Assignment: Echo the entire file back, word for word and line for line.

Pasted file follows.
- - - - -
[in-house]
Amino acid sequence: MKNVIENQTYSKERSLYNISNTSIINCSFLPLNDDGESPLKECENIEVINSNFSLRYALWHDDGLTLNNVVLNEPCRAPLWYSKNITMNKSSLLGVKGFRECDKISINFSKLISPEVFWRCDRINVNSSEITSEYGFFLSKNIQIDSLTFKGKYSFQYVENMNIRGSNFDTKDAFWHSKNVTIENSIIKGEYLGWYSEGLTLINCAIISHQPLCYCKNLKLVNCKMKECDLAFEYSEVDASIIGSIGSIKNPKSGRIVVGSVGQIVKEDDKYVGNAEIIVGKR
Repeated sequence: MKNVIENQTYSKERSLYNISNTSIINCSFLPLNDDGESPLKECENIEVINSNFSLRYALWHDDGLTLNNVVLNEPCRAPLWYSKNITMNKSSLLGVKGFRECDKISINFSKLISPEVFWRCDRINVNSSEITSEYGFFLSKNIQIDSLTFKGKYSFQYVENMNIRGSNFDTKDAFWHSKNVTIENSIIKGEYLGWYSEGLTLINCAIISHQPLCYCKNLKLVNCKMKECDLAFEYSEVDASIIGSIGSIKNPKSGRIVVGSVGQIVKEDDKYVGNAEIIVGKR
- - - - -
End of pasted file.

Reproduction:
[in-house]
Amino acid sequence: MKNVIENQTYSKERSLYNISNTSIINCSFLPLNDDGESPLKECENIEVINSNFSLRYALWHDDGLTLNNVVLNEPCRAPLWYSKNITMNKSSLLGVKGFRECDKISINFSKLISPEVFWRCDRINVNSSEITSEYGFFLSKNIQIDSLTFKGKYSFQYVENMNIRGSNFDTKDAFWHSKNVTIENSIIKGEYLGWYSEGLTLINCAIISHQPLCYCKNLKLVNCKMKECDLAFEYSEVDASIIGSIGSIKNPKSGRIVVGSVGQIVKEDDKYVGNAEIIVGKR
Repeated sequence: MKNVIENQTYSKERSLYNISNTSIINCSFLPLNDDGESPLKECENIEVINSNFSLRYALWHDDGLTLNNVVLNEPCRAPLWYSKNITMNKSSLLGVKGFRECDKISINFSKLISPEVFWRCDRINVNSSEITSEYGFFLSKNIQIDSLTFKGKYSFQYVENMNIRGSNFDTKDAFWHSKNVTIENSIIKGEYLGWYSEGLTLINCAIISHQPLCYCKNLKLVNCKMKECDLAFEYSEVDASIIGSIGSIKNPKSGRIVVGSVGQIVKEDDKYVGNAEIIVGKR